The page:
“Can I have a cell phone?”
It’s a question that parents of 11- and 12-year-olds have become used to hearing over the last few years. For a time, we could hope to put the decision off for a few years, or at least until they turned 13. But not anymore. Through peer pressure – and perhaps some overprotective parenting – cell phone ownership among tweens has now become the norm.
Recently the question many parents are hearing has undergone a subtle change. Instead of, “Can I have a cell phone?” it’s now, “Can I have smartphone?” Suddenly a simple device that can be used for calling and texting is no longer enough. Now it has to have Web access, a camera, IM and e-mail capability, games, access to an app store, and multiple other features.
To be fair to most 11-year-olds, they aren’t looking to spend all day surfing the Web. The two big attractions of smartphones are music and games. Kids don’t see smartphones as phones anymore; they see them the way manufacturers want all of us to see them – as mini computers and media hubs. But if you are thinking of buying your youngster a smartphone, there are a few things you should consider first:
Smartphones are unfiltered Web browsers
You may be savvy enough to have placed the home computer in the living room and installed parental controls, but as soon as you hand over a smartphone, then all those controls go out the window. Most smartphones offer completely unfiltered access to the Web. Where there are parental controls, like on the iPhone, it’s a question of all or nothing. You can leave access to Safari turned on or you can turn it off completely.
Apps cost money
A lot of parents are surprised when that first smartphone bill arrives and they see a lot of line items they don’t recognize. Or, in the case of an iPhone, their iTunes account starts to see a lot more action than usual. Whether it’s The Sims 3, Doodle Jump, Wordsmith, or any one of thousands of other games, downloading apps can cost money. Add in the extra data plan and the cost of providing your youngest with a smartphone can start to add up.
Sharing is not always caring
An HD camera and the ability to instantly share pictures online is not always the safest combination in the hands of a pre-teen. The powerful e-mail and photo-sharing features call for a level of maturity that is far beyond most 12-year-olds. We have all read tragic stories of sexting and cyber bullying. Make sure your child understands that a smartphone requires smart behavior.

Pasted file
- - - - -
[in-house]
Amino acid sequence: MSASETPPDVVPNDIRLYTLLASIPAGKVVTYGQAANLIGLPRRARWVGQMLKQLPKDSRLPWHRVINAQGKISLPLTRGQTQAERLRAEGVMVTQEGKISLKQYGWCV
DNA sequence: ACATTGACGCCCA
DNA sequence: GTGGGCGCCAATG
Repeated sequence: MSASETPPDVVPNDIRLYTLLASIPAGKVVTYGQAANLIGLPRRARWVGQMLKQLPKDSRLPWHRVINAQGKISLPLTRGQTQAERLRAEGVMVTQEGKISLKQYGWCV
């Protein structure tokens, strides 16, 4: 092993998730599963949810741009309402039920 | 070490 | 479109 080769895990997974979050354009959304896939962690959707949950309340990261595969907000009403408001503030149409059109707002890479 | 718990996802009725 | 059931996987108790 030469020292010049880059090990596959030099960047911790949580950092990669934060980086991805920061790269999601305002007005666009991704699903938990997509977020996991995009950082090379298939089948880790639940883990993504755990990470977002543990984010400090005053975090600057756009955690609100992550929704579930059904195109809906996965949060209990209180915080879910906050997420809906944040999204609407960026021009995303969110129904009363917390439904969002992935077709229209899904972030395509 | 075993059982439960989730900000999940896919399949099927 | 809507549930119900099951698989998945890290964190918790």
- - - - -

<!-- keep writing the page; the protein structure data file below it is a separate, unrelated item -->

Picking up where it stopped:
Smartphones are expensive to replace
Smartphones are often surprisingly delicate – they don’t respond well to being dropped in snow banks or rain puddles – and they can be expensive to repair or replace. If your child has recently lost or broken an iPod, then that’s a pretty sure sign that he or she isn’t quite ready for the big leagues.
The explosion in smartphone technology – and the race to bring competitive phones to market – has meant that content filters and other parental controls have largely taken a back seat to an array of productivity tools and apps. Although some manufacturers and service providers like Verizon are striving to plug the hole, it will be some time before parents have the same kind of child-focused safeguards on smartphones that are now widely available on PCs and Macs.
One exception is the iPhone, but as stated above, most of the iPhone controls disable features rather than filter content. If you plan on buying a smartphone and switching off the Web browsing and app download features, then you might wonder why your child needs a smartphone in the first place!
How have you or your friends handled the cell phone question from kids? Are there any other decision-making criteria you’ve heard about? We’d love to hear your comments.
I have been compensated for this post. All opinions are my own.